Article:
Except it wasn't Coors; some other major league park I don't remember.
    Citizens Bank Park, Philly

    Leave a comment:


  • gh
    replied
    Not our sport, but indictive of how newspaper standards have fallen (forced mainly by economic considerations, one suspects), a local sports TV talk show had a baseball doozy.

    The Denver Post had a yearly preview of the Rockies with a special section, and the front page was a picture of the ballpark with a huge headline COORS FIELD.

    Except it wasn't Coors; some other major league park I don't remember.

    Leave a comment:


  • tandfman
    replied
    Here's a story about Blessing Okagbare's attempt to defend her Commonwealth 100 and 200 titles.

    https://www.channelstv.com/2018/04/0...nwealth-games/

    The problem is that it was announced weeks ago that she had no intention of running any individual event at the CG, just a leg on the relay. And, in fact, she did not run the 100 yesterday and presumably will not run the 200 either.

    Leave a comment:


  • tandfman
    replied
    The front page article on Virginia Tech's weekend included a reference to last weekend's "Baskin Weems Invitational." The name of the meet is the Weems Baskin Invitational, named after the former coach at the University of South Carolina.

    http://www.collegiatetimes.com/sport...9cded4f67.html

    Leave a comment:


  • KDFINE
    replied
    The front page article now cited from the Australian AP about Steve Solomon reports that Braylon Taplon leads the World Indoor 400 list. I guess they haven't heard the news yet, or better yet need to subscribe T&Fn.

    Leave a comment:


  • tandfman
    replied
    Understood. I see a lot of clueless headlines and usually just shrug my shoulders. This one struck me as being particularly bad.

    Leave a comment:


  • gh
    replied
    Originally posted by tandfman View Post
    Here's a clueless headline writer:

    The sub-headline reads:

    >>Nate Richartz wins the high jump for the second time this season<<

    The article correctly reports that Richartz won the pole vault, not the high jump.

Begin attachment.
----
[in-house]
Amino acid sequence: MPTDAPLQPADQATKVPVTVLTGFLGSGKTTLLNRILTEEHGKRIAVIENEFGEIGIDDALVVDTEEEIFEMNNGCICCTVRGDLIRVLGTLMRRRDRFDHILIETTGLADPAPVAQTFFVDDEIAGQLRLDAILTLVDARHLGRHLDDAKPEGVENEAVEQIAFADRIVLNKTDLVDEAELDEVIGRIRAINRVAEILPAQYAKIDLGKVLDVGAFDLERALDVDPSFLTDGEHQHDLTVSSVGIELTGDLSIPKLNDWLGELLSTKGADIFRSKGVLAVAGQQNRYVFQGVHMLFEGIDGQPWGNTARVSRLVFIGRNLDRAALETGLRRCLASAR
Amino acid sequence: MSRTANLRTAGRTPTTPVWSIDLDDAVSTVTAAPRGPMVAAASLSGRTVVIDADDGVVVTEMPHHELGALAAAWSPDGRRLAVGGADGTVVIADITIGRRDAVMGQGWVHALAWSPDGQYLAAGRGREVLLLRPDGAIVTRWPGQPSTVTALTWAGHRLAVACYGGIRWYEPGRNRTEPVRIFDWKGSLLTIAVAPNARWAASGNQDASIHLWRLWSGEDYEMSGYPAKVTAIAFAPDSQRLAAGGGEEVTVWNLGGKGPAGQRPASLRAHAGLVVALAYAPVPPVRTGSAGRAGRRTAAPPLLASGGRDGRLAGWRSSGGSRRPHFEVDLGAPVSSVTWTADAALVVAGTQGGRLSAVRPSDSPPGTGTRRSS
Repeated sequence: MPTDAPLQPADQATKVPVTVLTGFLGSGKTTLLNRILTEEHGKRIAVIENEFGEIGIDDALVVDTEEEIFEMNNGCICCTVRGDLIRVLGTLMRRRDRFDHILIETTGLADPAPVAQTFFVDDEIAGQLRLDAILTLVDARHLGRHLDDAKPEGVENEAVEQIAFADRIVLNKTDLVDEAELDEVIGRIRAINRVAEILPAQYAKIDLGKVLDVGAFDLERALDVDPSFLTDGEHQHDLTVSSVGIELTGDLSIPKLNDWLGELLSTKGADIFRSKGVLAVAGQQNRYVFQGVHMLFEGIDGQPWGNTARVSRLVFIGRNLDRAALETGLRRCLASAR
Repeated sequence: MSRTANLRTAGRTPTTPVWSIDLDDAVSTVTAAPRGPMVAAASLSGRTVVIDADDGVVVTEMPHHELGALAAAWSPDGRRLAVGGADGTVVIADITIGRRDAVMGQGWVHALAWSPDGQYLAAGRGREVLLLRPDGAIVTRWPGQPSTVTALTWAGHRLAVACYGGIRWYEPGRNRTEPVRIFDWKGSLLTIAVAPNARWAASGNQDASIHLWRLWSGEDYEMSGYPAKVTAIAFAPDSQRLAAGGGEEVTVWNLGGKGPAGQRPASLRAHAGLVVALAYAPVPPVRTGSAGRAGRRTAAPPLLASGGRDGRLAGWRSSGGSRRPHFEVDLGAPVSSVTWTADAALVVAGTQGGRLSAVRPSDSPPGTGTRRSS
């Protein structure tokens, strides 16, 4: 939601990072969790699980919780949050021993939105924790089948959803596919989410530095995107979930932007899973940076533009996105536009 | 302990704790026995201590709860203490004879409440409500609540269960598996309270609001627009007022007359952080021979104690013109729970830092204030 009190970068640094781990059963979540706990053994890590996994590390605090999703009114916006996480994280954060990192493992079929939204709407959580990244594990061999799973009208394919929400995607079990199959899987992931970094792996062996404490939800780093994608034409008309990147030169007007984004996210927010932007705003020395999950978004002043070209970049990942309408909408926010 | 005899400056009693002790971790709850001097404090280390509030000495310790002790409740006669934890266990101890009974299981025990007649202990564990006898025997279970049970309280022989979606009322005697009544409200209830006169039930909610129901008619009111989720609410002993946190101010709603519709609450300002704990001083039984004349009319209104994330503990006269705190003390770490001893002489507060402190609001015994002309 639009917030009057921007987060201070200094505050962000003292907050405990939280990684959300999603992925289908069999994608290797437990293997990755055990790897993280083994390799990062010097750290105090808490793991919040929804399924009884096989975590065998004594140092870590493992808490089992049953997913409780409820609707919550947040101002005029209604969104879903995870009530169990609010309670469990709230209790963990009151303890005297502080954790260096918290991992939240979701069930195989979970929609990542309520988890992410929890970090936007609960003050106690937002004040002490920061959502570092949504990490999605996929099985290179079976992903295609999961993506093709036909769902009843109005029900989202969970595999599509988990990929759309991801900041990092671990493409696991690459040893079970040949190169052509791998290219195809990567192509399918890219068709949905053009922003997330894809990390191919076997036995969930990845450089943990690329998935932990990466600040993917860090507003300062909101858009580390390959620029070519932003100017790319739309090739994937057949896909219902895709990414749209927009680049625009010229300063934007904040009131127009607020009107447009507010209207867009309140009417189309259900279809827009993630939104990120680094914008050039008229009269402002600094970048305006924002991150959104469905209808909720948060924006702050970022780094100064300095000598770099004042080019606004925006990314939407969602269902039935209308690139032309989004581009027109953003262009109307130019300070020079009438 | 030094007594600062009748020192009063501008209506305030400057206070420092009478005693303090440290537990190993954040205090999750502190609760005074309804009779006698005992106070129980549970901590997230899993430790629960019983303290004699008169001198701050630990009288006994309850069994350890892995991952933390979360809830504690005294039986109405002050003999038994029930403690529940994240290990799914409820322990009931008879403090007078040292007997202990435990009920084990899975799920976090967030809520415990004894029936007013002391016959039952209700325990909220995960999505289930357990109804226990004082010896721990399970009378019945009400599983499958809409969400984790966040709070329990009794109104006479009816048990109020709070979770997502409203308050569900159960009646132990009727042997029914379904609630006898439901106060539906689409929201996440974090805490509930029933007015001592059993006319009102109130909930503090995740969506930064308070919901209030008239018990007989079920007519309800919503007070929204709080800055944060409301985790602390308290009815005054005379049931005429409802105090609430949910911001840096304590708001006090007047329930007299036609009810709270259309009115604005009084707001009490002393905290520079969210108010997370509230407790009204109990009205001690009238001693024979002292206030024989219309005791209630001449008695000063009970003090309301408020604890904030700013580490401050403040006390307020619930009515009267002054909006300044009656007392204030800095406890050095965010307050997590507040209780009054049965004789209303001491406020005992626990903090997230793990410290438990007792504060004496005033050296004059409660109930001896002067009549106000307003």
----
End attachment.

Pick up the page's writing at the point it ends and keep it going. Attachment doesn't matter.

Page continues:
http://www.und.com/sports/c-track/recaps/033118aae.html
    "clueless" headline writers cross all boundaries and have little/nothing to do with back track coverage. It's a job frequently done under intense deadline pressure by somebody whose m├ętier is crafting grabbing copy without actually understanding the underlying copy.

    Leave a comment:


  • tandfman
    replied
    Here's a clueless headline writer:

    The sub-headline reads:

    >>Nate Richartz wins the high jump for the second time this season<<

    The article correctly reports that Richartz won the pole vault, not the high jump.

    http://www.und.com/sports/c-track/recaps/033118aae.html

    Leave a comment:


  • wamego relays champ
    replied
    Originally posted by tandfman View Post
    There's no question about the 100 in February. It's today's 200 in Brisbane that the Courier Mail says didn't happen.
    I don't think the Courier Mail's mention of Hughes was intended to refer to his performance in Brisbane (even though IAAF thought it deserved the headline).

    It seems to be a factual add-on to the lede featuring Yohan Blake, who declared that he was "the fastest man over 100m and 200m." The Courier Mail was just pointing out that Hughes (and not Blake) is the world leader at 100m.

    So the prose may be a bit disjointed, but I don't think it qualifies as clueless. Well, maybe for only mentioning that Hughes ran the relay, ignoring his 200m performance. It was probably a newspaper deadline thing, since the 200m was the last event, with Hughes' race scheduled for 9:49pm.
    Last edited by wamego relays champ; 03-28-2018, 07:54 PM.

    Leave a comment: